I meant to post this earlier this month after the news of the $448 million Powerball Lottery winner from California:
Getting close to the end of June, so I thought it was worth checking our website analytics to see what new blog posts are garnering attention as the school year wound down in many parts of the country.
Here are the top 5:
Hat tip to Jessica for pointing out this NY Times article about this concept that has recently (maybe I’m late at noticing) come into vogue, “adulting:”
Rachel Ginsberg is a clinical psychologist at the NewYork-Presbyterian Youth Anxiety Center, a research and clinical program that brings together experts from NewYork-Presbyterian Hospital, Columbia University Medical Center and Weill Cornell Medicine. She is part of its Launching Emerging Adults Program aimed at teenagers and young adults.
Dr. Ginsberg works with clients on lack of emotional readiness and academic and “adulting” skills, as well as on social anxiety — issues that can become more apparent in college and can lead to students’ lives’ unraveling.
So how can a person develop these skills? Below is a list of “exposure tasks” to help students develop strategies for coping with possible challenges and “assertively get their needs met, or manage circumstances that do not go the way that they wished,” Dr. Ginsberg said.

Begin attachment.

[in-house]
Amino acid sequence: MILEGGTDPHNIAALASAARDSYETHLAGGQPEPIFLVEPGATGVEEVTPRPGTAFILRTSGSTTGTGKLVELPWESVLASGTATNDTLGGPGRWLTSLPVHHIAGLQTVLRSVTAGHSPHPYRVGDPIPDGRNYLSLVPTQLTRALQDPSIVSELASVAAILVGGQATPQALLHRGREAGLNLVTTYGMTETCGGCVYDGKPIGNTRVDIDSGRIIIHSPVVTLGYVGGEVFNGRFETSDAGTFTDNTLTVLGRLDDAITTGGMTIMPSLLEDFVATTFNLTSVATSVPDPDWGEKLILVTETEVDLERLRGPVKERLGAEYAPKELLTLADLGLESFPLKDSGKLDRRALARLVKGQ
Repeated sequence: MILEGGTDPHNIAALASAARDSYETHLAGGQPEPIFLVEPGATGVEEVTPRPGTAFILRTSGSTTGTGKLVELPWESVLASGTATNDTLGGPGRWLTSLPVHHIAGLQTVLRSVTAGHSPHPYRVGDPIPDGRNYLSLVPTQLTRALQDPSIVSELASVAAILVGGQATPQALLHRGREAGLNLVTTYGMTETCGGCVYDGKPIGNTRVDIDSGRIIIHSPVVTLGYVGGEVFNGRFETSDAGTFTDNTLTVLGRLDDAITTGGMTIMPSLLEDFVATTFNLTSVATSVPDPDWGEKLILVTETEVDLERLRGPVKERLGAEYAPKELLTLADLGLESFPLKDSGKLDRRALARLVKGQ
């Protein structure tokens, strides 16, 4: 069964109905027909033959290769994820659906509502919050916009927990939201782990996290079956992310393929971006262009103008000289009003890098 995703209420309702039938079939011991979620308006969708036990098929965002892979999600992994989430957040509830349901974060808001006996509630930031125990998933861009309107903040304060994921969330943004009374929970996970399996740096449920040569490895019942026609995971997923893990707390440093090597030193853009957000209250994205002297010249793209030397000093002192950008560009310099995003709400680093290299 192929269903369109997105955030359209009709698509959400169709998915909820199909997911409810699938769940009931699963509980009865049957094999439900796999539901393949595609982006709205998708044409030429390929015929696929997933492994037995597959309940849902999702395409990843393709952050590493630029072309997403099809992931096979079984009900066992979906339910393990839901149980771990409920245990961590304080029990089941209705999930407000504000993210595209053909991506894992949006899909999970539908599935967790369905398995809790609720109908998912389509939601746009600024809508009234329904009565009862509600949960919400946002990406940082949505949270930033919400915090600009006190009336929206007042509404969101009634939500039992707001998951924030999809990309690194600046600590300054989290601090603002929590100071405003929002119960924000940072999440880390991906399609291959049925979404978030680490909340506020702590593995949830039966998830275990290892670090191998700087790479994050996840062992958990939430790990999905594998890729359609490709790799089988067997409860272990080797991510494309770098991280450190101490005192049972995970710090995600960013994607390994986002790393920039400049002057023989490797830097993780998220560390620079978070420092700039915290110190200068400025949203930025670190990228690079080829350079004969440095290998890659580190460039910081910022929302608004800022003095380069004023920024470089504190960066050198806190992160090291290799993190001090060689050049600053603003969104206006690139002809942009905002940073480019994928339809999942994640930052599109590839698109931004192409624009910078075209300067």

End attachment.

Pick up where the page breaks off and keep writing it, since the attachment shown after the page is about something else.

Dr. Ginsberg goes on to list the “exposure tasks” as categories them academic challenges, emotional challenges and daily functioning challenges. I created a Google sheet (cuz that’s what we do) with this idea in mind (and please share any better ideas that you have!): Have your students calculate an “Adulting Score” by completing the checklist and counting how many of these behaviors they complete over the next week.
Here are a few reflection questions for your students to complete as they review their own checklist:
I can always count on the Farnham Street blog for thought-provoking questions. Their recent post “Habits vs Goals : A Look at the Benefits of a Systematic Approach to Life,” caught my attention because it is something I struggle with. Namely, how can I operationalize ambitious goals into day-to-day habits? Goals can often seem daunting but when you break them down into daily or frequent habitual actions they suddenly seem easier.
Here’s the main takeaways from this five minute article:
“US households spent $3,008, or about $8.35 a day, on average, eating out in 2015… Investing $3,008 each year… would add up 30 years later to… more than $250,000. Similarly, investing $3.50 a day for 30 years instead of buying a latte would add up to savings of nearly $107,000”. (USA Today, June 2017)
We all know that it is hard to save enough for retirement. Financial education teachers also know that students sometimes struggle to relate decisions in their current, daily lives, with how much they will need when they retire much later in life. This interesting article attempts to help close this inter-temporal gap by framing our current weekly spending choices in terms of equivalent dollar amount closer to retirement. “Is eating lunch out two times a week worth losing out on a potential investment windfall of $88,000?”
Questions for Students:
Hat tip to Ren Makino for pointing out this TED video (11:03) that demonstrates how the need for financial education permeates every corner of American society: